In a sense, Matt Murray is all of us.
His experiences in his first season in goal for the Ottawa Senators mirror the past year for the community at large. There have been highs and lows. Patience is demanded, human resolve tested.
We are Sisyphus pushing the rock up the hill. Again and again. Mentally disheartened, but with flashes of optimism that a corner is being turned after months of battling an invisible opponent.
The community looks to a vaccine and a change of season as rays of hope.
Murray looks ahead and tries to believe that he and his new team can grow into a cohesive, reliable working unit. A team fans will take pride in when the gates re-open one day and fans return to the Canadian Tire Centre.
While Murray, 26, was brought in to be Ottawa’s goaltender of the present and future, there were going to be bumps on that road. Murray was leaving a perennial contender in Pittsburgh to become the goalie saviour on a rebuilding Senators roster, picking up the torch left by Craig Anderson after 10 years of mostly stellar work. And, Murray himself was coming off a sub-par season in 2019-20, one in which he lost the starter’s job to Tristan Jarry. So Murrray was looking to rebound on a personal level.
To put it mildly, Murray’s first half-season in Ottawa has been a roller coaster. Overall, he has the worst stats of any NHL goalie with 15 or more starts: 7-12-1 with a .880 save percentage and 3.84 goals-against. San Jose’s Martin Jones has similar numbers, although with fewer starts than Murray: 7-6-1 .879 and 3.84.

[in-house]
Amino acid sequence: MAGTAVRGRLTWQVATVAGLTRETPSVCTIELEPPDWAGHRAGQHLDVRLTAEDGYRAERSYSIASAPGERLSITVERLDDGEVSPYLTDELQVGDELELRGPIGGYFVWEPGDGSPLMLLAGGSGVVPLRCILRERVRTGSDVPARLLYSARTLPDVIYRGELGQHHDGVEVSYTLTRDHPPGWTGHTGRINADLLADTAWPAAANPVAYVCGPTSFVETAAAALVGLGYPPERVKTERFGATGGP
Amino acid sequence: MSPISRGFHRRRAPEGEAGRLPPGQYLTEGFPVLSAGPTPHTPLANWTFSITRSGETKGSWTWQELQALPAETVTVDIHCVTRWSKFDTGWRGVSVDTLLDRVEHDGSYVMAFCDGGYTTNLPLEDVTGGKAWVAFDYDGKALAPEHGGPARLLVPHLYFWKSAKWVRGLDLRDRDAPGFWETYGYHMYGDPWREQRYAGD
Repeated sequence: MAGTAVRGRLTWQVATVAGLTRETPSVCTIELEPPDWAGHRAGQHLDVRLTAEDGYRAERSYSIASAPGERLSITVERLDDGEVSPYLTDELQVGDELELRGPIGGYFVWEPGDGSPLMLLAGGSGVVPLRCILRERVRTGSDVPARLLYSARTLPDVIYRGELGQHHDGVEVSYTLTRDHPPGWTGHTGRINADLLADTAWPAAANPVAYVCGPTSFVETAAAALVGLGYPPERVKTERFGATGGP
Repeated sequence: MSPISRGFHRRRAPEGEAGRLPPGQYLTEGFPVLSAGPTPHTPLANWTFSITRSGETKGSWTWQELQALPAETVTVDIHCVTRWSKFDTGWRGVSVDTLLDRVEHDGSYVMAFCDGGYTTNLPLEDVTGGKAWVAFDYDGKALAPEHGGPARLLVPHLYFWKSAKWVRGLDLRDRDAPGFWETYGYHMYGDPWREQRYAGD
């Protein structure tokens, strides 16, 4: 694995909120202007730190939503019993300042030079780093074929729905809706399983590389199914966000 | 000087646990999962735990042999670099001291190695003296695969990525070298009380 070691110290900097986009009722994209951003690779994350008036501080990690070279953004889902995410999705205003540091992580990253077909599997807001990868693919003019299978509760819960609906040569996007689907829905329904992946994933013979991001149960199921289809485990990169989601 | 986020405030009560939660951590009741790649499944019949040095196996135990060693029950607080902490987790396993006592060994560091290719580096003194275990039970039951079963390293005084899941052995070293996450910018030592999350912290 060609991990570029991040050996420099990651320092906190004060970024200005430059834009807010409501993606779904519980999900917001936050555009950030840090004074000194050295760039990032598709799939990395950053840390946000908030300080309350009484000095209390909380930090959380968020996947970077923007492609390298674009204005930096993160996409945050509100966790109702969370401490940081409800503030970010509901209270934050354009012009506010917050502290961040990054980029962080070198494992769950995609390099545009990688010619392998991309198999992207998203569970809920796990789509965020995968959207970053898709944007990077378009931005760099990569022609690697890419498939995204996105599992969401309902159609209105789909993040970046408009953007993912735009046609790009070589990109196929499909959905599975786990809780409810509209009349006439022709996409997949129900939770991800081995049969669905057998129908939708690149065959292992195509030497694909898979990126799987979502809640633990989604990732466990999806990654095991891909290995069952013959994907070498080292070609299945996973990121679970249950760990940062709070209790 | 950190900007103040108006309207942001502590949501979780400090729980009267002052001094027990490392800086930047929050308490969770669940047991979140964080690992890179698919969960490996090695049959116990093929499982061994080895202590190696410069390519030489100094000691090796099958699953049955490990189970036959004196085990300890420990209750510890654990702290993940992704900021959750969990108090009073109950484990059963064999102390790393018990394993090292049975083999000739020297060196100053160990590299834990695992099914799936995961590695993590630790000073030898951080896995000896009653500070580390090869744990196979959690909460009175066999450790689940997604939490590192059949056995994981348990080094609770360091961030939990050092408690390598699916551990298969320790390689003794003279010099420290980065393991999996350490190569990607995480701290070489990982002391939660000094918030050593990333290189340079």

Acquired in October for forward prospect Jonathan Gruden and a second-round pick in the 2020 draft (used to select Finnish goalie Joel Blomqvist), Murray quickly signed a four-year contract that pays him $6.25 million per season. On the current Senators payroll, only defenceman Thomas Chabot at $8 millions per year makes more than Murray.
Living up to the contract was an obvious challenge. Beyond that, Murray was expected to be a pillar of strength behind a young, unfamiliar group. Ottawa’s defence has been a work in progress, constantly searching for a consistent group of pairings, and the overall inexperience on the roster was certain to leave Murray vulnerable.
At times, the Senators have played with heart and vigour, from the net out.
Other nights, it is all fans can do to watch the unfolding disaster.